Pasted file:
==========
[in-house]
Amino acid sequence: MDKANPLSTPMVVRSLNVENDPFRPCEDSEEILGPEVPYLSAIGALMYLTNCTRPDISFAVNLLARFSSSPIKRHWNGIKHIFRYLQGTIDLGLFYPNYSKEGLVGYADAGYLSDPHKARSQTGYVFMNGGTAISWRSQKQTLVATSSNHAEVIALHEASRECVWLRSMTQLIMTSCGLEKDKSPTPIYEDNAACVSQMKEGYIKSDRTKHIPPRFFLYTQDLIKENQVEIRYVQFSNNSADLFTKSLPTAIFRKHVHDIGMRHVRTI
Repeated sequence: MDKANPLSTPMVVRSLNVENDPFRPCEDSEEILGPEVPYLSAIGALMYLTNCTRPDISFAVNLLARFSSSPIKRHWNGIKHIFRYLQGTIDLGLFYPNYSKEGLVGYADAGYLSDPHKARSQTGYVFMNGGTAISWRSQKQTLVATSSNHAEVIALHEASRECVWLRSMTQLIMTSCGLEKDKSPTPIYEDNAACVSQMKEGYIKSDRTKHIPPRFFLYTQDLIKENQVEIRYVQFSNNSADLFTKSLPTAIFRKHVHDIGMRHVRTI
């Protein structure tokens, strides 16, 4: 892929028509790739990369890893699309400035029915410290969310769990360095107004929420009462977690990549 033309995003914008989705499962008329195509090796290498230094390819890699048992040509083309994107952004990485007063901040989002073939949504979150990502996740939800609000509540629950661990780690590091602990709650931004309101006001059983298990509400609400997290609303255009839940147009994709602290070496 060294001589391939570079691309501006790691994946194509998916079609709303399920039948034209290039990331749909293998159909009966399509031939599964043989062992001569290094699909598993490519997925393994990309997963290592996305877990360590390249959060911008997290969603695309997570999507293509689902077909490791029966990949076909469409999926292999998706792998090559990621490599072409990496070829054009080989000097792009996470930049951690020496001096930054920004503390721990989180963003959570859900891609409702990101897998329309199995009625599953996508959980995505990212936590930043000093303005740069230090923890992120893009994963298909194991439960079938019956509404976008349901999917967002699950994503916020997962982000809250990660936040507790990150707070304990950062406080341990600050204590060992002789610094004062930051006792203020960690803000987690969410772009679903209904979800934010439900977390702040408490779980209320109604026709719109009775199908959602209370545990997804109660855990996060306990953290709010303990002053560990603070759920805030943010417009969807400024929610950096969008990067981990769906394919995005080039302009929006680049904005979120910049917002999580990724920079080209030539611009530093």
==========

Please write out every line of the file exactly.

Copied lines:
[in-house]
Amino acid sequence: MDKANPLSTPMVVRSLNVENDPFRPCEDSEEILGPEVPYLSAIGALMYLTNCTRPDISFAVNLLARFSSSPIKRHWNGIKHIFRYLQGTIDLGLFYPNYSKEGLVGYADAGYLSDPHKARSQTGYVFMNGGTAISWRSQKQTLVATSSNHAEVIALHEASRECVWLRSMTQLIMTSCGLEKDKSPTPIYEDNAACVSQMKEGYIKSDRTKHIPPRFFLYTQDLIKENQVEIRYVQFSNNSADLFTKSLPTAIFRKHVHDIGMRHVRTI
Repeated sequence: MDKANPLSTPMVVRSLNVENDPFRPCEDSEEILGPEVPYLSAIGALMYLTNCTRPDISFAVNLLARFSSSPIKRHWNGIKHIFRYLQGTIDLGLFYPNYSKEGLVGYADAGYLSDPHKARSQTGYVFMNGGTAISWRSQKQTLVATSSNHAEVIALHEASRECVWLRSMTQLIMTSCGLEKDKSPTPIYEDNAACVSQMKEGYIKSDRTKHIPPRFFLYTQDLIKENQVEIRYVQFSNNSADLFTKSLPTAIFRKHVHDIGMRHVRTI
């Protein structure tokens, strides 16, 4: 892929028509790739990369890893699309400035029915410290969310769990360095107004929420009462977690990549 033309995003914008989705499962008329195509090796290498230094390819890699048992040509083309994107952004990485007063901040989002073939949504979150990502996740939800609000509540629950661990780690590091602990709650931004309101006001059983298990509400609400997290609303255009839940147009994709602290070496 060294001589391939570079691309501006790691994946194509998916079609709303399920039948034209290039990331749909293998159909009966399509031939599964043989062992001569290094699909598993490519997925393994990309997963290592996305877990360590390249959060911008997290969603695309997570999507293509689902077909490791029966990949076909469409999926292999998706792998090559990621490599072409990496070829054009080989000097792009996470930049951690020496001096930054920004503390721990989180963003959570859900891609409702990101897998329309199995009625599953996508959980995505990212936590930043000093303005740069230090923890992120893009994963298909194991439960079938019956509404976008349901999917967002699950994503916020997962982000809250990660936040507790990150707070304990950062406080341990600050204590060992002789610094004062930051006792203020960690803000987690969410772009679903209904979800934010439900977390702040408490779980209320109604026709719109009775199908959602209370545990997804109660855990996060306990953290709010303990002053560990603070759920805030943010417009969807400024929610950096969008990067981990769906394919995005080039302009929006680049904005979120910049917002999580990724920079080209030539611009530093």